My Method : Instead of buying one large slab, I often placed half the ribs--meat-side facing up--into the casserole, piled the stuffing on top and then placed the remaining ribs on top of it all--meat-side down.  (The fat from the ribs and the butter moistened the dish.) That was enough for the four of us, the children being very young.  It wouldn't be enough today for four.  I haven't made those ribs for many years, so I am not sure how they would compare to many others I have made since.  If I were making them today (and perhaps I shall before long), I might make a BBQ sauce to pass around for those who wish it.  I think, though, that I likely would still enjoy them now with or without any sauce.  I might decide, however, to add another herb or two.

Another ribs recipe in that cookbook called for sauerkraut.  Just sauerkraut was used and placed between the two layers of spareribs.  Some juniper berries, a bay leaf, a little sugar and perhaps some chopped onion and apple mixed into the sauerkraut first would add more flavour.

On the left, a postcard of Zweibrücken, Germany from the 1950s, but one I bought there in about 1962.  Below, Saarbrücken, Germany as shown on a tourist brochure.

In those days that we lived in Belgium we bought both the ribs and sauerkraut at a German Metzgerei near Saarbrücken.  From time to time we visited Canadian friends, Evelyn and Brent Rudolph, in Zweibrücken, where RCAF 3 Fighter Wing was located.  On the way back to Belgium, and before driving into the country of Luxembourg (another Belgian neighbour and on Germany's western border), we passed this butcher shop.  The Metzger, or butcher as we call them in North America, would scoop the fresh sauerkraut out of a huge barrel, place it into a container and along with the ribs off we would go.

As you can see, I've been a spareribs fan for many years.  During the last few days I have been poring over clippings in my spareribs file folder, in my computer recipe file and in a couple of books trying to decide which ones to give.  It's been a difficult decision as I have so many that I love.  Below, two types of ribs that I made this week.  Recipes to follow.  But first:

Precooking ribs in water:  I nearly always precook spareribs in water for about 45 minutes to an hour, even when not called for in a recipe.  I also usually do that instead of precooking in the oven first as is sometimes called for.   I have done otherwise, but the recipes I am giving, I simmered them as follows:

Place ribs in a high pot and cover well with water.  Add the following:  a bay leaf; a celery top with leaves; several peppercorns; 1 small onion cut in half; 6 to 8 juniper berries; some salt.  Bring to a boil and then simmer them until tender, but not longer than 1 hour.  Drain them.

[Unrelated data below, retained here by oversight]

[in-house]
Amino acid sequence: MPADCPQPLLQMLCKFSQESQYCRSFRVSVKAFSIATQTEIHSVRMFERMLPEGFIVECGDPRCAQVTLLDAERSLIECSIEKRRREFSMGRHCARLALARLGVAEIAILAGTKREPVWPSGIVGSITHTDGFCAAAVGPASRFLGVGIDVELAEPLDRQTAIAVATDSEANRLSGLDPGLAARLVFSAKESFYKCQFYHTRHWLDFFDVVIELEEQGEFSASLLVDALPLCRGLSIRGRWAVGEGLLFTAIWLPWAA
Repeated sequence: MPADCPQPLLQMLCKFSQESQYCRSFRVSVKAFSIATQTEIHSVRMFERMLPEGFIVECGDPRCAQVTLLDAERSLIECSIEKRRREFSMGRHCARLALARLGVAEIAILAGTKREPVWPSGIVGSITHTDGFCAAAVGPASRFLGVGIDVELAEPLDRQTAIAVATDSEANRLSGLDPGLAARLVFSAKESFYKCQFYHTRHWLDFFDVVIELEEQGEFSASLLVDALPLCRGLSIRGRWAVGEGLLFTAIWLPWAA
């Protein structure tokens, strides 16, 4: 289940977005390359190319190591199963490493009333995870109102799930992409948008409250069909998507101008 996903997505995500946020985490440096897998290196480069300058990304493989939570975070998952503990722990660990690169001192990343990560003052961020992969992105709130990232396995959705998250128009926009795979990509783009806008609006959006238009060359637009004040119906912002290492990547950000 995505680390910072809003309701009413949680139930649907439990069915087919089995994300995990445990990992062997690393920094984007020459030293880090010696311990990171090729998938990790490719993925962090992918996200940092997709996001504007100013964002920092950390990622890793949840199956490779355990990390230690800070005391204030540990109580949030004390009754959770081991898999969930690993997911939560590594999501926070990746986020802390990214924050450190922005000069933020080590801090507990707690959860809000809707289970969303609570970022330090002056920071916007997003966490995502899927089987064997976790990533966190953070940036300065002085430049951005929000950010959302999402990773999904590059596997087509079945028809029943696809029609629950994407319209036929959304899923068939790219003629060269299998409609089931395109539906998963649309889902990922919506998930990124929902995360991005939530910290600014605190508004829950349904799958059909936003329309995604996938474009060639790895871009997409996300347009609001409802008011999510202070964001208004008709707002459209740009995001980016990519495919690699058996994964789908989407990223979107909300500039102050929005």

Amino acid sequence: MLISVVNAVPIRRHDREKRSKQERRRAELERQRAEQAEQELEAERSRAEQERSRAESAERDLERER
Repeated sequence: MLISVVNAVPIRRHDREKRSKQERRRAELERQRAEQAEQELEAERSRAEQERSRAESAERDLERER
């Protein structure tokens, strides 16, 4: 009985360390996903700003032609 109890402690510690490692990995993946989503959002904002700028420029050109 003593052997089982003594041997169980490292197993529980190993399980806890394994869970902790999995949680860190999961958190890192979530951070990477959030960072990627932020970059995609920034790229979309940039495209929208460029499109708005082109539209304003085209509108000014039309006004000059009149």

At this point, you can cool them and place them in the fridge until ready to use later in the day or the next day.  Or--as I sometimes do--after they are cool, place them in a zip lock bag and freeze them until ready to use.  It makes it much easier to have them all ready to bake, barbecue or simmer in a sauce on the stove or in the oven later.  A much shorter time will be required to finish them as well.

Baked Asian Spareribs - Serves 4 to 5
My sister Paula sent me this recipe but had not made them yet herself.  I tried them and really liked them.  I believe she found the recipe on the internet.  I have made several changes and prepare and cook them somewhat differently.  I have made these twice, the last time just this week. 

3/4 cup brown sugar (I used dark brown)
1/2 cup soy sauce
1/2 cup ketchup (Heinz is best)
1/4 cup white wine (I used Weissherbst this last time, a type of rose; both the white and rose are good)
1/4 cup pineapple juice (I used peach juice another time; both from canned fruit and both good)
3 cloves garlic, minced
1 tablespoon gingerroot, grated
1 tablespoon parsley, chopped
About 4 to 5 pounds or 2 to 2-1/2 kilo back pork ribs

Marinade:  Combine the sugar, soy sauce, ketchup, wine, juice, garlic, gingerroot and parsley.  Mix well.

Place the pre-cooked ribs into a large zip lock bag and pour the marinade into the bag over the ribs.  Close the bag and place it in a bowl and refrigerate for several hours or overnight, turning the bag occasionally.

Preheat the oven to 325F/160C.  Place the ribs, marinade and all, into a casserole dish large enough to hold them well.  Cover them with tinfoil.  Bake them for about 35 to 40 minutes, basting them a few times, turning them occasionally as well.  Remove the foil after about 25 to 30 minutes (or earlier if wished) and baste the ribs a few times until they are brown but still with sauce left in the casserole dish.  Don't cook them too long as you want them to be tender and not overdone.